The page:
A cancer diagnosis raises a wide range of challenges and concerns. Fortunately, there are local and national resources to assist you with many of the issues that come up. This fact sheet describes many kinds of services available to people with cancer and their loved ones and how to find the help you need.

What Kind of Help Can I Get?

General Information. Many reputable general and diagnosis-specific cancer organizations provide reliable, up-to-date information on treatment options, clinical trials, managing side effects and more.

Emotional Support. A person can feel lonely, scared or distressed when diagnosed with cancer or being a caregiver. Counseling, support groups, peer-to-peer networks and other kinds of support are available to help you cope with such emotions.

Financial Help. There are organizations and companies that help people with cancer and their families with medical billing, insurance and reimbursement issues. There are also co-payment organizations and patient assistance programs that help individuals who cannot afford the cost of medications as well as organizations that help with general expenses related to cancer such as transportation, child care and home care.

Transportation Assistance. In many communities, transportation services are available to help you. By contacting your local United Way, you can find out what programs are available in your area (www.unitedway.org).

Housing/Lodging. Some organizations provide free or discounted lodging for families of a patient undergoing treatment. Joe’s House is an online directory of places to stay near hospitals and treatment centers. Visit www.joeshouse.org for more information. Visit www.airbnb.com/openhomes for more information regarding their open home temporary stay program.

Children’s Services. There are organizations that provide services for children with cancer or children who have a family member with cancer. These include financial assistance, counseling, summer camps and “make-a-wish” programs.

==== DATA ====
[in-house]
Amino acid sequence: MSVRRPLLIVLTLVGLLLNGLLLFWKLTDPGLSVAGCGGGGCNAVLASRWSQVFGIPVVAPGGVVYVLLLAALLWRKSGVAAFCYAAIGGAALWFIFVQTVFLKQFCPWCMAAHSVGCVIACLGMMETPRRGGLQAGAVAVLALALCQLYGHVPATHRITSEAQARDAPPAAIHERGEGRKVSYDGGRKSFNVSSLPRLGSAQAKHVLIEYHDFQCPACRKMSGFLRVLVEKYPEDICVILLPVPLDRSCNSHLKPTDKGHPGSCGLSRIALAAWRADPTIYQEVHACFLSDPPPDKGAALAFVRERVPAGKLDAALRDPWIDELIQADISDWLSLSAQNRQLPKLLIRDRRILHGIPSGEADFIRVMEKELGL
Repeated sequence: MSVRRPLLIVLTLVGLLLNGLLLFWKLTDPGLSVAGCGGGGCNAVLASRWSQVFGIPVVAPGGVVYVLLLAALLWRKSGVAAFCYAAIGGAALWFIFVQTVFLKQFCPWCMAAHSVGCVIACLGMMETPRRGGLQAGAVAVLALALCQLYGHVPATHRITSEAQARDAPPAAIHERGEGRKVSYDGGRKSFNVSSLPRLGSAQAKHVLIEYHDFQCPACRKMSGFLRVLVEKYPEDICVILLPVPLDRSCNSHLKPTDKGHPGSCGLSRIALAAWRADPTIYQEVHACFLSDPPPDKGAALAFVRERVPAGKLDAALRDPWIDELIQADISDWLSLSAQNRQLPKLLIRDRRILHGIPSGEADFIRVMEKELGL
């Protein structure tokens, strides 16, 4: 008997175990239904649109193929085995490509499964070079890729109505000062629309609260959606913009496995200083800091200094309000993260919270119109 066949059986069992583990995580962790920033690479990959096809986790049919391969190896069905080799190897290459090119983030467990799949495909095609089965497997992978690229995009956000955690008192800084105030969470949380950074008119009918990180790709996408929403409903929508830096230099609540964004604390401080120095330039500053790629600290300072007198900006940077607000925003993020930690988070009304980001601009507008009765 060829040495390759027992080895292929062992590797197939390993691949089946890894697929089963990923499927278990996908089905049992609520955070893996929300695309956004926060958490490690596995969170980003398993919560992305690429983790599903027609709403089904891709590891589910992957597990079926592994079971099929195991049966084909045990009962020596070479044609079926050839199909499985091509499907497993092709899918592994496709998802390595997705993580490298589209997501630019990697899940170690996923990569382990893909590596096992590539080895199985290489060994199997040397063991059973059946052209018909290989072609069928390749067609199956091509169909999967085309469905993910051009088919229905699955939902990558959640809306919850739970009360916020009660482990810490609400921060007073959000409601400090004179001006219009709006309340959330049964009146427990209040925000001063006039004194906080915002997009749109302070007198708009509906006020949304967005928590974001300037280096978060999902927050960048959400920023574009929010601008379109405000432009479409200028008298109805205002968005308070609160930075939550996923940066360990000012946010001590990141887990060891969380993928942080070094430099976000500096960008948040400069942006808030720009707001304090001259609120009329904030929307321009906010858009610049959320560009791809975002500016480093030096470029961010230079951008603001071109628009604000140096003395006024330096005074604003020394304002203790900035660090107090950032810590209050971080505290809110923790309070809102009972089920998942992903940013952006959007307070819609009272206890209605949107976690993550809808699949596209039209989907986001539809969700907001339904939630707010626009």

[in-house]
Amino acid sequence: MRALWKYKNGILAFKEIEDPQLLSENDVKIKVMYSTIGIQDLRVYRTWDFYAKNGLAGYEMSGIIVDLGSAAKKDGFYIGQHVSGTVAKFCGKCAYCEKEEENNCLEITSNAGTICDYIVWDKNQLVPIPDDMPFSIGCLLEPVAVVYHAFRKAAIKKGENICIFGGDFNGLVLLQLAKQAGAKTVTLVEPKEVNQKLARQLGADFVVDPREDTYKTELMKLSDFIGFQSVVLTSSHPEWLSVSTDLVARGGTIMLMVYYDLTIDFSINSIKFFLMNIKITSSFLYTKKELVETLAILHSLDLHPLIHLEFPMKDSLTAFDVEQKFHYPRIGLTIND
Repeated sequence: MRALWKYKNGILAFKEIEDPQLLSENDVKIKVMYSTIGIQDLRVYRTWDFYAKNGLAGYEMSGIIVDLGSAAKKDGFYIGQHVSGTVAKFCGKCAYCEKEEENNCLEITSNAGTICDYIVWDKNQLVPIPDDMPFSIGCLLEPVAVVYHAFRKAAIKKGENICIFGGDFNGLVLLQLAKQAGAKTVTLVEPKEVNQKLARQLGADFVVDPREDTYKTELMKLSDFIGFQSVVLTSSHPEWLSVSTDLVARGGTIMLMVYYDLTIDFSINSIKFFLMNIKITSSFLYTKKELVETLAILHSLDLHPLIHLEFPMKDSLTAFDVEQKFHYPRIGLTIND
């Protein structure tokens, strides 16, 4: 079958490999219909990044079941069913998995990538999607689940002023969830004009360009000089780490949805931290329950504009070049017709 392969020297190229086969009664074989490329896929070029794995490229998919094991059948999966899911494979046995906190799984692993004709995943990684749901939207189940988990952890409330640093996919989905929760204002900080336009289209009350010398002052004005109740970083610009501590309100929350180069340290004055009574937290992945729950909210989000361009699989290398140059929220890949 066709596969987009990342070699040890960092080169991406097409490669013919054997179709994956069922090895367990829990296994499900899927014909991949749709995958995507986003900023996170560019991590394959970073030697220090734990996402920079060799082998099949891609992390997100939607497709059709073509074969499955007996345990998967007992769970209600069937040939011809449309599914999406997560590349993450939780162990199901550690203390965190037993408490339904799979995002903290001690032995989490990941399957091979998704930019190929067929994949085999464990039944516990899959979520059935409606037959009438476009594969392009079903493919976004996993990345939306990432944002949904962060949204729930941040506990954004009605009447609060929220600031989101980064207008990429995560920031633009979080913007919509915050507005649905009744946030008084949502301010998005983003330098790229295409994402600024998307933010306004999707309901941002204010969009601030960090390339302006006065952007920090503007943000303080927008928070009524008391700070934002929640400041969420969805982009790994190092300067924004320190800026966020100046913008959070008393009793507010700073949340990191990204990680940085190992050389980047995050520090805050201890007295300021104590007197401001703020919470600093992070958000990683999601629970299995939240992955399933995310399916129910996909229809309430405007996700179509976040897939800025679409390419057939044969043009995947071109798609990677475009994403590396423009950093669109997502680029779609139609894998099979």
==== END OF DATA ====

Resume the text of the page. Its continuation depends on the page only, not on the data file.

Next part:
Home Health Care. Home health care is for people who no longer need to be in the hospital, but still require skilled care at home.

Hospice Services. Hospice care focuses on the needs of individuals who are terminally ill. Visit the National Hospice and Palliative Care Organization website, www.nhpco.org, to find a hospice or palliative care center in your community.

How Do I Find These Resources?

The services you need can be found in your own neighborhood. Here are some ideas:

Your Health Care Team. Doctors, nurses and social workers can provide a wealth of information about your cancer diagnosis and treatment. The libraries at cancer centers are also excellent sources of information. Hospital social workers and discharge planning coordinators are great resources for information about counseling, home care, transportation and child care. CancerCare’s oncology social workers are licensed professionals who counsel people affected by cancer and can help people navigate resources based on individual needs. To learn more, visit www.cancercare.org or call 800-813-HOPE (4673).

Local/County Government. Local governments often offer low-cost transportation. Government agencies can give you information on Social Security, state disability, Medicaid, income maintenance and food stamps.

CancerCare’s A Helping Hand. CancerCare’s A Helping Hand (www.cancercare.org/helpinghand) is a searchable, online database of financial and practical assistance available for people with cancer. This comprehensive online tool features up-to-date contact information and descriptions for hundreds of national and regional organizations offering financial help to people with cancer.

Edited by Danielle Saff, LMSW

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This fact sheet is made possible by Bristol Myers Squibb.

Last updated February 14, 2022

The information presented in this publication is provided for your general information only. It is not intended as medical advice and should not be relied upon as a substitute for consultations with qualified health professionals who are aware of your specific situation. We encourage you to take information and questions back to your individual health care provider as a way of creating a dialogue and partnership about your cancer and your treatment.

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